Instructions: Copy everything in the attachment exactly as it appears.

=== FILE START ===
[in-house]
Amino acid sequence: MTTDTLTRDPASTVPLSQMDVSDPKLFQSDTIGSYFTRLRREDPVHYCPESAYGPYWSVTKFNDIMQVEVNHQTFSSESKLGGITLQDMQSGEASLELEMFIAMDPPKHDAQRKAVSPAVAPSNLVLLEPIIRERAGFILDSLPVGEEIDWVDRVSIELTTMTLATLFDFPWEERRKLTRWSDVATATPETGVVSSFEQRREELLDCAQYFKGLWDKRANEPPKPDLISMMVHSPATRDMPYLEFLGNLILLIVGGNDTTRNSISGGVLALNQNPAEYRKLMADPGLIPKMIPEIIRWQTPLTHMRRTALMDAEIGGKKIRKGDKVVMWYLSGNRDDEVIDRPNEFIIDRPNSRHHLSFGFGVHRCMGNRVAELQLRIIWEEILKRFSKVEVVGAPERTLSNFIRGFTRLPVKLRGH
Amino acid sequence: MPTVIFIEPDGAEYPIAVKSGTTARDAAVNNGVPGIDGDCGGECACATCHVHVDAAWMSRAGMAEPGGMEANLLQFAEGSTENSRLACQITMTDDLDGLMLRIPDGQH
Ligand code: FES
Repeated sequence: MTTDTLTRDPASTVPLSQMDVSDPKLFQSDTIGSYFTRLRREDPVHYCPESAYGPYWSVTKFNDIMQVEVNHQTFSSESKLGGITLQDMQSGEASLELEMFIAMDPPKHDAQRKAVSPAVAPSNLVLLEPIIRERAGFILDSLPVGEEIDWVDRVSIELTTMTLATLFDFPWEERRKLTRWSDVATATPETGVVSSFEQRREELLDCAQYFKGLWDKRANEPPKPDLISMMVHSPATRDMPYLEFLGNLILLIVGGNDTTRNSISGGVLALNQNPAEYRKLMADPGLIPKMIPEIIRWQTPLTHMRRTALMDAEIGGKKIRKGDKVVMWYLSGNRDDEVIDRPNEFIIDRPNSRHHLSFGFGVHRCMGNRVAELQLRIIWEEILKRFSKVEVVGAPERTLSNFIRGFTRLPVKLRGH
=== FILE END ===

[in-house]
Amino acid sequence: MTTDTLTRDPASTVPLSQMDVSDPKLFQSDTIGSYFTRLRREDPVHYCPESAYGPYWSVTKFNDIMQVEVNHQTFSSESKLGGITLQDMQSGEASLELEMFIAMDPPKHDAQRKAVSPAVAPSNLVLLEPIIRERAGFILDSLPVGEEIDWVDRVSIELTTMTLATLFDFPWEERRKLTRWSDVATATPETGVVSSFEQRREELLDCAQYFKGLWDKRANEPPKPDLISMMVHSPATRDMPYLEFLGNLILLIVGGNDTTRNSISGGVLALNQNPAEYRKLMADPGLIPKMIPEIIRWQTPLTHMRRTALMDAEIGGKKIRKGDKVVMWYLSGNRDDEVIDRPNEFIIDRPNSRHHLSFGFGVHRCMGNRVAELQLRIIWEEILKRFSKVEVVGAPERTLSNFIRGFTRLPVKLRGH
Amino acid sequence: MPTVIFIEPDGAEYPIAVKSGTTARDAAVNNGVPGIDGDCGGECACATCHVHVDAAWMSRAGMAEPGGMEANLLQFAEGSTENSRLACQITMTDDLDGLMLRIPDGQH
Ligand code: FES
Repeated sequence: MTTDTLTRDPASTVPLSQMDVSDPKLFQSDTIGSYFTRLRREDPVHYCPESAYGPYWSVTKFNDIMQVEVNHQTFSSESKLGGITLQDMQSGEASLELEMFIAMDPPKHDAQRKAVSPAVAPSNLVLLEPIIRERAGFILDSLPVGEEIDWVDRVSIELTTMTLATLFDFPWEERRKLTRWSDVATATPETGVVSSFEQRREELLDCAQYFKGLWDKRANEPPKPDLISMMVHSPATRDMPYLEFLGNLILLIVGGNDTTRNSISGGVLALNQNPAEYRKLMADPGLIPKMIPEIIRWQTPLTHMRRTALMDAEIGGKKIRKGDKVVMWYLSGNRDDEVIDRPNEFIIDRPNSRHHLSFGFGVHRCMGNRVAELQLRIIWEEILKRFSKVEVVGAPERTLSNFIRGFTRLPVKLRGH